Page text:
Characters in a literary work are those persons or things that carry out the action the author has executed. They are the change agents of a story; the personalities that interact to weave a good tale. However, when we think of someone’s attributes, may they be considered good or bad, then we also are thinking of the word character. This one, the moral or ethical quality of an individual however, is much less easy to establish. For even though we may have known a person for a great while, just how well do we know their character?
Some believe that we can tell a man or woman’s character by looking into their eyes…as in the expression ‘the eyes are the windows to the soul’. The notion that we can detect one’s deep thoughts, decipher what makes a person tick, all with a casual glance is indeed intriguing… yet it makes us wonder if this prescription is a fact or merely a romantic perception. In the 1800s, right about the time photography was coming into the hands of ordinary folks, photographers such as the great Matthew Brady set their sights on portraiture to show a person’s noble character and Samuel G. Szabó who believed physical characteristics of the criminal psyche could be discerned through photography.
And then there are some who claim they can divulge a man or woman’s true character by the company they keep. At first blush this seems like logical reasoning for if one’s friends are scrupulous and trustworthy, then it would be fair to assume that the character of said individual would too be conscientious and honest. However, does that mean as we travel in and out of relationships the integrity of our character is examined with such fine tuned scrutiny that our traits would to be judged fickle like the disposition of a hungry bear? Vicious before it eats, but then when fully satisfied it is content and resumes in peaceful slumber. Is it possible then to postulate that a person can impersonate a different character and like a chameleon that can camouflage its appearance to suit its surroundings so too can the character be so easily disguised?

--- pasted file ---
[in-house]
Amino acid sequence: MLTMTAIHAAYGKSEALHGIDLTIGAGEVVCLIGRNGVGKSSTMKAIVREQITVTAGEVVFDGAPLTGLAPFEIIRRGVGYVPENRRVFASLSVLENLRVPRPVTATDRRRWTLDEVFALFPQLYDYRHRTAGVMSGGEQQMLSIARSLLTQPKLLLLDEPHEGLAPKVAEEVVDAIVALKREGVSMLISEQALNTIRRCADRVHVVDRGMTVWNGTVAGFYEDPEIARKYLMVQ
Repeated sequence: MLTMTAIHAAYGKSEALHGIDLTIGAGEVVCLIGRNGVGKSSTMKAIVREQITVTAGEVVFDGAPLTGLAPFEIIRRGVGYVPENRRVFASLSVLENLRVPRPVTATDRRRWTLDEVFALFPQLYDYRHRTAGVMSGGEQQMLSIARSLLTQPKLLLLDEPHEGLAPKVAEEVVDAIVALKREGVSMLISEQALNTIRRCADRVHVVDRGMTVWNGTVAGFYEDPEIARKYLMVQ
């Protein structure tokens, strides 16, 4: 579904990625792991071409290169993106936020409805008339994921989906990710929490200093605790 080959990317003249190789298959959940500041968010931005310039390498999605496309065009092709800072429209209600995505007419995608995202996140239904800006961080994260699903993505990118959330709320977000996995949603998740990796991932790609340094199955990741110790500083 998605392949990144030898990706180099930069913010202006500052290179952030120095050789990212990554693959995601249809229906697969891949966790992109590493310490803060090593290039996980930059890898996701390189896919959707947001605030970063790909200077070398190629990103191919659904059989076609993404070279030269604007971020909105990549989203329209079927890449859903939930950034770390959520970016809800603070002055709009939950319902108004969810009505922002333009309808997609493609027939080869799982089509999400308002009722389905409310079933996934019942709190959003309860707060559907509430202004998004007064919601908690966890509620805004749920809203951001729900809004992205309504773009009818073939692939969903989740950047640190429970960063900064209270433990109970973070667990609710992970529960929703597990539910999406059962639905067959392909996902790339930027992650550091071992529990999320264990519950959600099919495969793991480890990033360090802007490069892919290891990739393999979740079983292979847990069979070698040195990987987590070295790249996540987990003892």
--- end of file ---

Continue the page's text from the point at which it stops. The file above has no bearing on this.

Alas then, how can we determine if human nature is designed to be a good judge of character? A man or woman in a relationship is often blind to the disposition of the attracted mate; even though others around see quite clearly that there is…shall we say…a marked flaw. And as time passes, a revelation appears, but not to anyone’s surprise…for like finding bones in a cemetery…sometimes we do not have to dig too deep to uncover the true character of a person.
Today’s blog presents esteemed thinker: William Hazlitt (1778-1830). Born in Kent, England; he was an essayist, painter, and philosopher. Though he is a relatively an unknown to the 21st century reader, he was considered a great prose writer and important critic of the early 19th century’s Romantic period, making original contributions to appreciation of art, theatre, literature and philosophy. His essays could fill twenty volumes, making him one of England’s most prolific writers. Hazlitt was also a controversial journalist who, at the expense of his own chances for advancement, defended a radical stance that was actively persecuted in his day; an attack on the privileged and monarchy.
I now bid you good reading as you take time to venture into the prose of William Hazlitt. Take time and please do dally…for your full attention will not be wasted as I bring to you a snippet from an essay in his book Table Talk.
“ON THE KNOWLEDGE OF CHARACTER “
“It is astonishing, with all our opportunities and practice, how little we know of this subject. For myself, I feel that the more I learn, the less I understand it… There are various ways of getting at a knowledge of character—by looks, words, actions. The first of these, which seems the most superficial, is perhaps the safest, and least liable to deceive: nay, it is that which mankind, in spite of their pretending to the contrary, most generally go by. Professions pass for nothing, and actions may be counterfeited; but a man cannot help his looks. ‘Speech,’ said a celebrated wit, ‘was given to man to conceal his thoughts.’ Yet I do not know that the greatest hypocrites are the least silent. The mouth of Cromwell is pursed up in the portraits of him, as if he was afraid to trust himself with words. Lord Chesterfield advises us, if we wish to know the real sentiments of the person we are conversing with, to look in his face, for he can more easily command his words than his features. A man’s whole life may be picture painted of him by a great artist would probably stamp his true character on the canvas, and betray the secret to posterity…
I shall not say much of friendship as giving an insight into character, because it is often founded on mutual infirmities and prejudices. Friendships are frequently taken up on some sudden sympathy, and we see only as much as we please of one another’s characters afterwards. Intimate friends are not fair witnesses to character, any more than professed enemies. They cool, indeed, in time, part, and retain only a rankling grudge of past errors and oversights. Their testimony in the latter case is not quite free from suspicion.
One would think that near relations, who live constantly together, and always have done so, must be pretty well acquainted with one another’s characters. They are nearly in the dark about it. Familiarity confounds all traits of distinction: interest and prejudice take away the power of judging…”
First images selected from Metropolitan Museum in NYC: “Rogues, a Study of Characters “1860; photographer Samuel G. Szabó